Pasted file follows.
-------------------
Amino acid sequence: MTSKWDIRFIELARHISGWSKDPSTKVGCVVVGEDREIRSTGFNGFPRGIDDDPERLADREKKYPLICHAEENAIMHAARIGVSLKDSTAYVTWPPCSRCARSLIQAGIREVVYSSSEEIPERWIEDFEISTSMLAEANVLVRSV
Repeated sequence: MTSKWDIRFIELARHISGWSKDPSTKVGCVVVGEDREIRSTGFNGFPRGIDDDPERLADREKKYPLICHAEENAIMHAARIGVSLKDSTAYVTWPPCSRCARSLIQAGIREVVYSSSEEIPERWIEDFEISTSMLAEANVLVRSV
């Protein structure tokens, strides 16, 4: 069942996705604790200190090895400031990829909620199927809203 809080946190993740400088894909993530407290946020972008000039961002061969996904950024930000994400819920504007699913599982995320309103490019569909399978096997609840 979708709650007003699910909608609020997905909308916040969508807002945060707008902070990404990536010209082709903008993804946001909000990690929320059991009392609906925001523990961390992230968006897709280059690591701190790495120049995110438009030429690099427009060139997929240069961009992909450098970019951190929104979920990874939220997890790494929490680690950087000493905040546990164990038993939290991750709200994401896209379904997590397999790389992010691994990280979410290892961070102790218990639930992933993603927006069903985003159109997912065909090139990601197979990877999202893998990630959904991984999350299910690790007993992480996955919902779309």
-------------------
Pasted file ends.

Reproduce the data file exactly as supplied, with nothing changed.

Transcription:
Amino acid sequence: MTSKWDIRFIELARHISGWSKDPSTKVGCVVVGEDREIRSTGFNGFPRGIDDDPERLADREKKYPLICHAEENAIMHAARIGVSLKDSTAYVTWPPCSRCARSLIQAGIREVVYSSSEEIPERWIEDFEISTSMLAEANVLVRSV
Repeated sequence: MTSKWDIRFIELARHISGWSKDPSTKVGCVVVGEDREIRSTGFNGFPRGIDDDPERLADREKKYPLICHAEENAIMHAARIGVSLKDSTAYVTWPPCSRCARSLIQAGIREVVYSSSEEIPERWIEDFEISTSMLAEANVLVRSV
């Protein structure tokens, strides 16, 4: 069942996705604790200190090895400031990829909620199927809203 809080946190993740400088894909993530407290946020972008000039961002061969996904950024930000994400819920504007699913599982995320309103490019569909399978096997609840 979708709650007003699910909608609020997905909308916040969508807002945060707008902070990404990536010209082709903008993804946001909000990690929320059991009392609906925001523990961390992230968006897709280059690591701190790495120049995110438009030429690099427009060139997929240069961009992909450098970019951190929104979920990874939220997890790494929490680690950087000493905040546990164990038993939290991750709200994401896209379904997590397999790389992010691994990280979410290892961070102790218990639930992933993603927006069903985003159109997912065909090139990601197979990877999202893998990630959904991984999350299910690790007993992480996955919902779309």